Lou Ehlers Cadillac (Demolished) | Los Angeles Conservancy
Lou Ehlers Cadillac
Photo by Larry Underhill

Lou Ehlers Cadillac (Demolished)

Opened in 1955, the Lou Ehlers showroom was designed by the noted firm of Stiles O. Clements & Associates. Floor-to-ceiling plate glass windows gave passing motorists and pedestrians unobstructed views of the showroom floor, while the use of Cadillac's logo for immense script signage on the building's exterior attracted customers from afar. The building was one of the three most significant postwar auto showrooms remaining in Los Angeles, along with Casa de Cadillac in Sherman Oaks and Felix Chevrolet near the University of Southern California's University Park campus. Despite intensive advocacy efforts to save it, the dealership was demolished in 2008.

Photo courtesy Architectural Resources Group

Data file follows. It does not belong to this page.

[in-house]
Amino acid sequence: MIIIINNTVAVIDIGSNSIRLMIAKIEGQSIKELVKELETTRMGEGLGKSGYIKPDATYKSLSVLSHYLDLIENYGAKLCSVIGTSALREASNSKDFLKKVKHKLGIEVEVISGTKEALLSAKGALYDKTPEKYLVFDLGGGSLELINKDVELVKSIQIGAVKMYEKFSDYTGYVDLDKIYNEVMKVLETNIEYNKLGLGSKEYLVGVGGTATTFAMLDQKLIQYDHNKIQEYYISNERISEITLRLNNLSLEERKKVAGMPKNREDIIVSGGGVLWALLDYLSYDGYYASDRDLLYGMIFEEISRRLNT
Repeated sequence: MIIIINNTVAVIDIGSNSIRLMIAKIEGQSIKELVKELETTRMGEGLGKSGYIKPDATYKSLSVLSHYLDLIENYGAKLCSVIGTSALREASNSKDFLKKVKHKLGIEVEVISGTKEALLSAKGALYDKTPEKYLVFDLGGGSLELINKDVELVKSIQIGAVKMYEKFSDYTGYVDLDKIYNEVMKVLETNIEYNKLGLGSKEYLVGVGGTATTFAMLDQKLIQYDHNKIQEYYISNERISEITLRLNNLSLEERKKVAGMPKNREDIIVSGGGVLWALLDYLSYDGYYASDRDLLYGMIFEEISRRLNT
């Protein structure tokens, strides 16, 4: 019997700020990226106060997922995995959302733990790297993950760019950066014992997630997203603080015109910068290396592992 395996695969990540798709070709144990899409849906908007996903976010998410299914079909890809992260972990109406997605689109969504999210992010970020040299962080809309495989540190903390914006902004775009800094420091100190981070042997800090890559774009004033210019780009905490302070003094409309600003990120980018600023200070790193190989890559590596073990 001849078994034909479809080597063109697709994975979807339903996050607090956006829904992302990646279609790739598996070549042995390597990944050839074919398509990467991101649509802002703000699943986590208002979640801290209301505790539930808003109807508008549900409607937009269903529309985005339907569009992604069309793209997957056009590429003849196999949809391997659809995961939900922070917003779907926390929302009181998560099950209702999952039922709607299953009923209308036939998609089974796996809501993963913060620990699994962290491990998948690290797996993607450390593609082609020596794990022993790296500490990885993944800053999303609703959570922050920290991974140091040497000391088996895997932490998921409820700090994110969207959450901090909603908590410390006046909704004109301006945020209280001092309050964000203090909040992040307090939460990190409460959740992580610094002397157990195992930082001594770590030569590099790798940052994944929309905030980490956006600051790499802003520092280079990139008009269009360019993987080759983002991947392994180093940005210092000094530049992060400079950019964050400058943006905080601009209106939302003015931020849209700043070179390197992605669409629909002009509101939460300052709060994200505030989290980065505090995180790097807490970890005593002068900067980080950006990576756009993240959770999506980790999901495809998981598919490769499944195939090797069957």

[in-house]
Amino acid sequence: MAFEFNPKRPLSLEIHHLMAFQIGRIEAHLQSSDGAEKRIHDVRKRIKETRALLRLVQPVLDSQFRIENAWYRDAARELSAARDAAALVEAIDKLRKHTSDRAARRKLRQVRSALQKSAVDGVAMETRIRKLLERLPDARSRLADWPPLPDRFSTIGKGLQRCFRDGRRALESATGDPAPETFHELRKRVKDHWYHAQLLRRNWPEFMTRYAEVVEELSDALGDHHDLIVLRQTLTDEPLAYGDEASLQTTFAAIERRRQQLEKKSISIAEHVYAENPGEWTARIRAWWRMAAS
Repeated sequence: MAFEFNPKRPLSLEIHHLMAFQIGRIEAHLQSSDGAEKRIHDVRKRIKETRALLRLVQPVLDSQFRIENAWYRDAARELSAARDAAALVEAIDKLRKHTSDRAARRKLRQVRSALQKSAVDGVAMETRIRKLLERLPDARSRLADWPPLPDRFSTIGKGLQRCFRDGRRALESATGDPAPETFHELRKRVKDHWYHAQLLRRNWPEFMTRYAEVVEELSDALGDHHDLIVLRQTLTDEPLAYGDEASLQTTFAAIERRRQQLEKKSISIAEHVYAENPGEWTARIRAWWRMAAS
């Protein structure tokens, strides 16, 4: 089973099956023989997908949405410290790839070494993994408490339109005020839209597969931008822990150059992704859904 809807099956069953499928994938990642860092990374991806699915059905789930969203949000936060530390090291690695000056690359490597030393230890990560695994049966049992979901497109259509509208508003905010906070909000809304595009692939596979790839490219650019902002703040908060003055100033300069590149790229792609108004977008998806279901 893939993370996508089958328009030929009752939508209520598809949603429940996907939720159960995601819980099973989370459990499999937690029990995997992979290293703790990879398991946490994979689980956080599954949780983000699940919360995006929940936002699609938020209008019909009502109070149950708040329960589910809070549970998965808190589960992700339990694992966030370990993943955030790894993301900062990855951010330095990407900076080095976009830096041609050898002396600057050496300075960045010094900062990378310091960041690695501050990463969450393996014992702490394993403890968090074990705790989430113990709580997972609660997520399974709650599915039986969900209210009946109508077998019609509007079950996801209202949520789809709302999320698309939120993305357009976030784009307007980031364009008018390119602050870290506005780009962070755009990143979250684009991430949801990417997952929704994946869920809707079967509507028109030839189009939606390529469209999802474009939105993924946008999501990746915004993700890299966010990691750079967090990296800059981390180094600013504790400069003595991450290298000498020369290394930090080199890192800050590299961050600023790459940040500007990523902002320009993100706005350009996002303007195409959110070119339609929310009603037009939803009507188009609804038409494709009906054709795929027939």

Reynolds Buick

Designed by William Garwood, the dealership features concrete block façades dominated by the showroom, a protruding volume of floor-to-ceiling glass windows. An overhanging steel roof supported by exaggerated, almost Googie-style trusses shelters the whole building in style.
Photo by Douglas Hill

Albert Van Luit Complex

The site of the world-renowned wallpaper factory of Albert Van Luit, the Mid-Century Modern Van Luit Complex provided a safe and diverse work environment for ethnic and sexual minorities from the 1950s through 1970s.
Photo by Michael Locke

Kubly House

Sitting in an old eucalyptus grove, the giant trees providing privacy for the transparent house, this post-and-beam residence is a spare, horizontal box that is lifted pavilion-like off the ground.